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Intersting probable learn-something-everyday day, in ttwitterrverrrse...
Was following a tweet by the every brighter glowing @jasonsantamaria, I found myself at odds with his classing Adobe's fantastic Chaparral family as a Slab Serif.
My expectation of the term would be obviously with serifs, and they would all be horizontal portions of rectangles parallel or perpendicular to the baseline without exception.
Such serif structure and the related lack of stress in curves team up to form what I always thought of as a slab serif... Chaparral has some in common with my definition in the baseline serifs, some of the curves are unaffected by a diagonal pen.
But... Most of the common characters in Chaparral show the liveliness of the pen, and there are lots of angled serifs, more in the class of the “old style” class, than the Slab Serif sub-class of “modern”
Today's classifying and sub-classing of type designs is not entirely dissimilar to trying to guess the weight of angel, and it may be that my old definitions have been shifted by the sands of type, so perhaps some more opinions would help.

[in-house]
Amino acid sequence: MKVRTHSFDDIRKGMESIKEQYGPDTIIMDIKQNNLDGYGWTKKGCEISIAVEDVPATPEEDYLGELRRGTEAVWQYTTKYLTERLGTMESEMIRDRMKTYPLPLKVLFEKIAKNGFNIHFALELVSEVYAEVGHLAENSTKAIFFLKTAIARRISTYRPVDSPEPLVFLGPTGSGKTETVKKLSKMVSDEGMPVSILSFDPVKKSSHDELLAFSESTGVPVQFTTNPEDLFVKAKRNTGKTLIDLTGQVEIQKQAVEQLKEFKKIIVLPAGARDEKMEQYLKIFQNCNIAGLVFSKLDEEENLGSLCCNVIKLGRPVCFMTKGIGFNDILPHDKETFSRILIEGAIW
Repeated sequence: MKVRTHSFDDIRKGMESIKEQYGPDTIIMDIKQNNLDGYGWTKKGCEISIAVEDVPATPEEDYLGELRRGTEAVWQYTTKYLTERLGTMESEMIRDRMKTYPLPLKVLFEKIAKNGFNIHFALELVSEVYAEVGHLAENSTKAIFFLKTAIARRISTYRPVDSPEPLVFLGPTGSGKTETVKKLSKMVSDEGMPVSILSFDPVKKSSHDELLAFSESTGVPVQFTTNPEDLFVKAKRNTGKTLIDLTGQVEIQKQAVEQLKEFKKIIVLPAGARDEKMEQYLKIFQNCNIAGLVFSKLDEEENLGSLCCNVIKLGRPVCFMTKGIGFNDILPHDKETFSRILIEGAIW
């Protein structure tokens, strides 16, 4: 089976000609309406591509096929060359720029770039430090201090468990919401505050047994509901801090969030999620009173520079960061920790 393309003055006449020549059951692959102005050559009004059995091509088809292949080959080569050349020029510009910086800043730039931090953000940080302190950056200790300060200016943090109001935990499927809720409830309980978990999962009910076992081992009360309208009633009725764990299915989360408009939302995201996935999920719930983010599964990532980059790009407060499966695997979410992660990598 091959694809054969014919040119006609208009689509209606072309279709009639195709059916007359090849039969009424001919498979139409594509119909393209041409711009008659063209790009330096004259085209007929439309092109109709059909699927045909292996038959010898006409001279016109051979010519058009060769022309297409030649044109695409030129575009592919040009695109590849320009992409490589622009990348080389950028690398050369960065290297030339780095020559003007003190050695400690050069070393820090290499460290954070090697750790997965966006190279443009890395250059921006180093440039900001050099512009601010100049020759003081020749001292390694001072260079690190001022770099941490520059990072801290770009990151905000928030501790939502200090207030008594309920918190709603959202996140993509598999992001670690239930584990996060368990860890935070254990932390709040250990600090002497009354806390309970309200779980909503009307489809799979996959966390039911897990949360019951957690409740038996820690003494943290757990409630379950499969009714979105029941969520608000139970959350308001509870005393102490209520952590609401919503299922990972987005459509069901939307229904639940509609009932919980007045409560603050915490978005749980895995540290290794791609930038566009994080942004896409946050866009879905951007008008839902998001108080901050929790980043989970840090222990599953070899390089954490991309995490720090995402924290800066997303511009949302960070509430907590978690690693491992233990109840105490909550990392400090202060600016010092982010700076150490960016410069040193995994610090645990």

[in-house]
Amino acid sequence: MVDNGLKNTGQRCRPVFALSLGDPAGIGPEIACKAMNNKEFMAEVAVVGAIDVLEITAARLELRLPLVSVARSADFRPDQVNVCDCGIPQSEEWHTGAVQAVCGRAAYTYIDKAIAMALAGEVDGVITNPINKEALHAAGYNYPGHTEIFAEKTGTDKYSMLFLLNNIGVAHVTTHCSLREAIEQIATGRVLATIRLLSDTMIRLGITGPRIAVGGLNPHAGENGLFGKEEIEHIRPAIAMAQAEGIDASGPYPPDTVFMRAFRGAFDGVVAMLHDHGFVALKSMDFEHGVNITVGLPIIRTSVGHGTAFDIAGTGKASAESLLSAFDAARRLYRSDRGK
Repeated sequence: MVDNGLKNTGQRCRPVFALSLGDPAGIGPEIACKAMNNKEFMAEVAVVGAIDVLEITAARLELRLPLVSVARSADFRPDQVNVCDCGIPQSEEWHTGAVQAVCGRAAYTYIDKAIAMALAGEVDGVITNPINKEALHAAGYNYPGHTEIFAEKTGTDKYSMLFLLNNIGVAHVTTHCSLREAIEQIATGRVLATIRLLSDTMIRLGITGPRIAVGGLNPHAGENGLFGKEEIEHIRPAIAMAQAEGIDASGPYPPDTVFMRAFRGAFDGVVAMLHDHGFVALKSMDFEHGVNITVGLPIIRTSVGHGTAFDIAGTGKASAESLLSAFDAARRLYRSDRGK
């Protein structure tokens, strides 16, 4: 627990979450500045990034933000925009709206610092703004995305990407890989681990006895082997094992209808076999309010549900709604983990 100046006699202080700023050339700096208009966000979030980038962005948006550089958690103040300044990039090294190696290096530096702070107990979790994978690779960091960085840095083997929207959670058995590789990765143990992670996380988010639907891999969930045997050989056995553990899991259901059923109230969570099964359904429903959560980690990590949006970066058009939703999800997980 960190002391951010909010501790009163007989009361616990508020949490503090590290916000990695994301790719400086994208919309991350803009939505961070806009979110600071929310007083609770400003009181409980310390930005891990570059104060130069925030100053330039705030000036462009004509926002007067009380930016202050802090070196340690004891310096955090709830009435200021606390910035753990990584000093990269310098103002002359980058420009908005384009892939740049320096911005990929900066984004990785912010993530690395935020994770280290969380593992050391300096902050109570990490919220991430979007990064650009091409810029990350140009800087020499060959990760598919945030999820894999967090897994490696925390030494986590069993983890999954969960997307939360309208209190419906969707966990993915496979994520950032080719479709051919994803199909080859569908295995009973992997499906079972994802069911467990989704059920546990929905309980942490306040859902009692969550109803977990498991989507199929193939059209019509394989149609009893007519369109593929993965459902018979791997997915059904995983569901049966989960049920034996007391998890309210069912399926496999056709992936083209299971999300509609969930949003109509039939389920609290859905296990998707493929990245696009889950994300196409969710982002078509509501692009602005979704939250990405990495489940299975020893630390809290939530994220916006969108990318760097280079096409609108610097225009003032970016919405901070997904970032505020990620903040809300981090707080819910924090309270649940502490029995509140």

To partly establish a mass of examples of my opinion, I introduce Myfonts.com, and Fontshop.com, and then search for “slab serif”. Both seem to follow my definition, for at least a few fonts, and for the most part keep to it for 80% or so, before the search engines seem to break down.
Why e.g. FontShop finds fonts with no serifs a way down the search results, or why Myfonts thinks “Oklahoma” is a slab, introduces mystery. But when the search result is wrong, it's really wrong. The other 80% or so of the search results do match my definition of slab serif.